basuco - low-grade cocaine mixed with coca paste and cannabis
coca - dried leaves of the coca plant (and related plants that also contain cocaine); chewed by Andean people for their stimulating effect
nose candy, coke, snow, blow, C - street names for cocaine
crack cocaine, tornado, crack - a purified and potent form of cocaine that is smoked rather than snorted; highly addictive
hard drug - a narcotic that is considered relatively strong and likely to cause addiction
Based on WordNet 3.0, Farlex clipart collection. © 2003-2012 Princeton University, Farlex Inc.
Translations
كوكائينكوكايينكُوكاييـن
kokain
kokain
kokaiin
kokaiini
kokain
kokain
kókaín
コカイン
코카인
kokainas
kokaīns
cocaină
kokaín
kokainкокаин
kokain
โคเคน
côcain

cocaine

[kəˈkeɪn]
A. Ncocaína f
B. CPD cocaine addict Ncocainómano/a m/f
cocaine addiction Nadicción f a la cocaína
Collins Spanish Dictionary - Complete and Unabridged 8th Edition 2005 © William Collins Sons & Co. Ltd. 1971, 1988 © HarperCollins Publishers 1992, 1993, 1996, 1997, 2000, 2003, 2005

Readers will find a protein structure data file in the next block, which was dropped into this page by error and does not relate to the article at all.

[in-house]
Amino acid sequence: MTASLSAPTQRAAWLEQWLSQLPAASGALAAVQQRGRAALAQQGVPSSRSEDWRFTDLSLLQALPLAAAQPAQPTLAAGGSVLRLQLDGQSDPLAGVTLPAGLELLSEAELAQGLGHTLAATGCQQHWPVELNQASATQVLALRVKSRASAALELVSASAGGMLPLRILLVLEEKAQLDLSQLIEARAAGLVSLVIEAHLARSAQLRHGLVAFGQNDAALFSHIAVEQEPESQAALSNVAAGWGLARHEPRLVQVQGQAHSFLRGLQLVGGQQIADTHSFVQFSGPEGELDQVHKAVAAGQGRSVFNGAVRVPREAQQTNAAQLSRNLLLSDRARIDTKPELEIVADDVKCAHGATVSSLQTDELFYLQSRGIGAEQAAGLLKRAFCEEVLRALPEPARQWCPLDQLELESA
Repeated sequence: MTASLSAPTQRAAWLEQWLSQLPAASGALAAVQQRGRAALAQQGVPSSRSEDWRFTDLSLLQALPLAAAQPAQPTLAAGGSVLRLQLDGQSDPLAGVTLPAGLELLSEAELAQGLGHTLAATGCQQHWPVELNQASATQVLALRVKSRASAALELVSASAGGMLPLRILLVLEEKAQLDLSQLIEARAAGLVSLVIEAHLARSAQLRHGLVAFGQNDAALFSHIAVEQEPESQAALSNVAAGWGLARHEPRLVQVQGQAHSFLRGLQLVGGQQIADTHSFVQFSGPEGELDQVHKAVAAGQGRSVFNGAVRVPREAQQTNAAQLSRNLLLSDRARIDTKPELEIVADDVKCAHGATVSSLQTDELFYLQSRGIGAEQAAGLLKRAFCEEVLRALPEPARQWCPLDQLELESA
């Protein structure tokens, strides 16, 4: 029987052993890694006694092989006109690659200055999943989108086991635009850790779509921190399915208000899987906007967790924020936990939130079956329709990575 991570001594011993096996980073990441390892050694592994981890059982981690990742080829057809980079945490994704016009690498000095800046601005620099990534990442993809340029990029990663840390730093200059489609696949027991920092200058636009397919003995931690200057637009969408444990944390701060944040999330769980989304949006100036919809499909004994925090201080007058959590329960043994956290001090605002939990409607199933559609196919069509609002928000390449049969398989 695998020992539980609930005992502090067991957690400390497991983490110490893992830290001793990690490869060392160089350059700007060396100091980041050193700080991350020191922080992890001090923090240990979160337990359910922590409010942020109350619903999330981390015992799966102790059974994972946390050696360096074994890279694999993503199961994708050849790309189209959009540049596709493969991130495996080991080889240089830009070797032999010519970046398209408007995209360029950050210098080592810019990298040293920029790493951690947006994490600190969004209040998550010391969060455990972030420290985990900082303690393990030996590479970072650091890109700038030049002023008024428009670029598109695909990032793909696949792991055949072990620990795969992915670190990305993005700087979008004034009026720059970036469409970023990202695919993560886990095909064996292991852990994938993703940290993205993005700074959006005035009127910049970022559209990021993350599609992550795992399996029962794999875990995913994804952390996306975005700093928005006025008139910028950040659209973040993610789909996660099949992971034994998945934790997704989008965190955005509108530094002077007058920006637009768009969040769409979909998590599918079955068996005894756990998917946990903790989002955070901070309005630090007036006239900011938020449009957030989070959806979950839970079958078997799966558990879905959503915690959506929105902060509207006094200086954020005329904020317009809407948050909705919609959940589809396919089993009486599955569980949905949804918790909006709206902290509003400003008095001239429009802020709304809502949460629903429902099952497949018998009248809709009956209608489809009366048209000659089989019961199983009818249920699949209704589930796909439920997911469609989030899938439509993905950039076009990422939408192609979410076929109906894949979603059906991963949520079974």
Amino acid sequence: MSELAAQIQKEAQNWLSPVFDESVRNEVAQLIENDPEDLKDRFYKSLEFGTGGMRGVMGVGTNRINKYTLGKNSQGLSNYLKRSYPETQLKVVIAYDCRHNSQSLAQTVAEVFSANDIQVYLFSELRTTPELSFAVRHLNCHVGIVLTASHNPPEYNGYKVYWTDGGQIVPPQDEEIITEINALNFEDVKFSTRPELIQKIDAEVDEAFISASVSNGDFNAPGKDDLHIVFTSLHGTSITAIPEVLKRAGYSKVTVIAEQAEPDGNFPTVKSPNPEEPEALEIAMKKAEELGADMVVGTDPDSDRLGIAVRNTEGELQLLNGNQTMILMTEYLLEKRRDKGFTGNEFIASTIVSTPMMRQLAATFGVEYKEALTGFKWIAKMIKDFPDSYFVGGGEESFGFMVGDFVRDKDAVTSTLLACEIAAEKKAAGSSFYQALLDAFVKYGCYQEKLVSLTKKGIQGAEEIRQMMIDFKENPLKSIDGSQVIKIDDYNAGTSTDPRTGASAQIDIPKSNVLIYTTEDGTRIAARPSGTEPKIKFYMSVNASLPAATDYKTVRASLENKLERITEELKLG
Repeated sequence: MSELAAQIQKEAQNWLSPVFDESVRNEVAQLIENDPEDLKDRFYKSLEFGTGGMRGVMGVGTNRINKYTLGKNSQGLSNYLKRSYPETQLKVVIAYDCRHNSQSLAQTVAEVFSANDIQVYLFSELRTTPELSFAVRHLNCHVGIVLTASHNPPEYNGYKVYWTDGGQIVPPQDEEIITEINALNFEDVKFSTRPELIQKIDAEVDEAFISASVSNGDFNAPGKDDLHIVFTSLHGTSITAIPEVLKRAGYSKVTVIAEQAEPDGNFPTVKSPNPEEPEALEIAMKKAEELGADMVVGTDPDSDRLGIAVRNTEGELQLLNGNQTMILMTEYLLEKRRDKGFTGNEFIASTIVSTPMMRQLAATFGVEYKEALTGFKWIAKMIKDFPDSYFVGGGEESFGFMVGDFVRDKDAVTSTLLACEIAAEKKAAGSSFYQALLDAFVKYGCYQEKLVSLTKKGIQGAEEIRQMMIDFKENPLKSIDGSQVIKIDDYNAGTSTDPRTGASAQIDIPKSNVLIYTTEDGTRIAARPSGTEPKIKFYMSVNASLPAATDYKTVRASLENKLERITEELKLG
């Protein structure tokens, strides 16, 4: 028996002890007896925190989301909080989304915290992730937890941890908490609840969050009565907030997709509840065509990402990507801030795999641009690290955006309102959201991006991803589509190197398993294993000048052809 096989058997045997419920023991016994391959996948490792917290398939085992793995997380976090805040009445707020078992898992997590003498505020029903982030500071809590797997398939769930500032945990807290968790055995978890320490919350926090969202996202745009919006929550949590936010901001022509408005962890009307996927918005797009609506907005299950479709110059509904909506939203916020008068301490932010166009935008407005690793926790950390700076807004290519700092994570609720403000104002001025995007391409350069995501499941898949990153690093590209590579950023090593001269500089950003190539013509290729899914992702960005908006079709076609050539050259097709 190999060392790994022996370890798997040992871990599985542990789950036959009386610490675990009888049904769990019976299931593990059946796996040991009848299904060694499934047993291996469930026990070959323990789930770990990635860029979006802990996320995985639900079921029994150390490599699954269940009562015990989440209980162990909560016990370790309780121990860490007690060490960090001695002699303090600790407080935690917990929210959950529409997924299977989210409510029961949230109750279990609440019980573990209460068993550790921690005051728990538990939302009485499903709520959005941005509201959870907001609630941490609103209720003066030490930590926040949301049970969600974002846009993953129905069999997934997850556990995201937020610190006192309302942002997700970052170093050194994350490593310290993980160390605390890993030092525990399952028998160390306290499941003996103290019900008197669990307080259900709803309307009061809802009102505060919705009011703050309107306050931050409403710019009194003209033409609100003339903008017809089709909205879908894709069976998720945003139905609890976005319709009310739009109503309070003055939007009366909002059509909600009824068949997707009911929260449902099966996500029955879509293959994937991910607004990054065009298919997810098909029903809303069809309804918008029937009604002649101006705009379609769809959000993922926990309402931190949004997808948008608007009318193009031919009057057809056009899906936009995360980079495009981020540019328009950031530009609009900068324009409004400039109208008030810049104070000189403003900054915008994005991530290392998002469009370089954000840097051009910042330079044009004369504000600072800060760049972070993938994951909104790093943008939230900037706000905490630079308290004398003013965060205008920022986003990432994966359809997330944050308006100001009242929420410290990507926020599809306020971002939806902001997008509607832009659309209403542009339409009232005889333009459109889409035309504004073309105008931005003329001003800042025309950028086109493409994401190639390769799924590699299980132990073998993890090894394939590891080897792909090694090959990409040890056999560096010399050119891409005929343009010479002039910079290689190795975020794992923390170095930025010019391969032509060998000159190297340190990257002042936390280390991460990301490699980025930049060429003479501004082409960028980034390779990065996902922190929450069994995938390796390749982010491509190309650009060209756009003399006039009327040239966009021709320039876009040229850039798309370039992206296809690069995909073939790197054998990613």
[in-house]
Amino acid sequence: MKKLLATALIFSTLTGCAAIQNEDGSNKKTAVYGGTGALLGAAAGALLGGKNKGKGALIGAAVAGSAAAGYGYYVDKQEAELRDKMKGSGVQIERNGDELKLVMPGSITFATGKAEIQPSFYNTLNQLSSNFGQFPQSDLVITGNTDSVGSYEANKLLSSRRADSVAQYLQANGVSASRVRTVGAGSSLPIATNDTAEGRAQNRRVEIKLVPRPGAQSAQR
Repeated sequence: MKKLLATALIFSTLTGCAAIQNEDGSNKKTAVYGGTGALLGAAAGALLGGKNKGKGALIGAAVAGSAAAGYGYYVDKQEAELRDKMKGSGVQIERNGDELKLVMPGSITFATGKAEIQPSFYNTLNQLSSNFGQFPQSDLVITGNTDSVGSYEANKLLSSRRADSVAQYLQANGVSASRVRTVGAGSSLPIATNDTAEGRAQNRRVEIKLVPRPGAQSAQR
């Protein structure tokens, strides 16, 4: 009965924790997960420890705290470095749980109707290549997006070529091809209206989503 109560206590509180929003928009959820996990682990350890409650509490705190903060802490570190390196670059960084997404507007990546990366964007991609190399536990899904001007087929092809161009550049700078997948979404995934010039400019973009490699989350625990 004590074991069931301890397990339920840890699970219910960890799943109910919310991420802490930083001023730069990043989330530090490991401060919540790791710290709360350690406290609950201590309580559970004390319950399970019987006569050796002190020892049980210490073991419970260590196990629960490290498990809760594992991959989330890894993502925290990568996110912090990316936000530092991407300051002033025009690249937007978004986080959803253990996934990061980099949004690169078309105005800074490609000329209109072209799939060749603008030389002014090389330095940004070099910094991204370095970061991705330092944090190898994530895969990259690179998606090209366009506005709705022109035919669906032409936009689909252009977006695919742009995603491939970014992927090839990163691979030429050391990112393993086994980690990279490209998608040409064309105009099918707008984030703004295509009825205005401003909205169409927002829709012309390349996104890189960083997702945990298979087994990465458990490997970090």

cocaine

[kəʊˈkeɪn]
ncocaïne f
modif
cocaine habit (= addiction) → dépendance f à la cocaïne
his £300 a day cocaine habit → sa dépendance à la cocaïne qui lui coûtait 300 livres par jour
Collins English/French Electronic Resource. © HarperCollins Publishers 2005

cocaine

nKokain nt
Collins German Dictionary – Complete and Unabridged 7th Edition 2005. © William Collins Sons & Co. Ltd. 1980 © HarperCollins Publishers 1991, 1997, 1999, 2004, 2005, 2007

cocaine

[kəˈkeɪn] ncocaina
Collins Italian Dictionary 1st Edition © HarperCollins Publishers 1995

cocaine

(kəˈkein) noun
an addictive drug formerly used to deaden pain.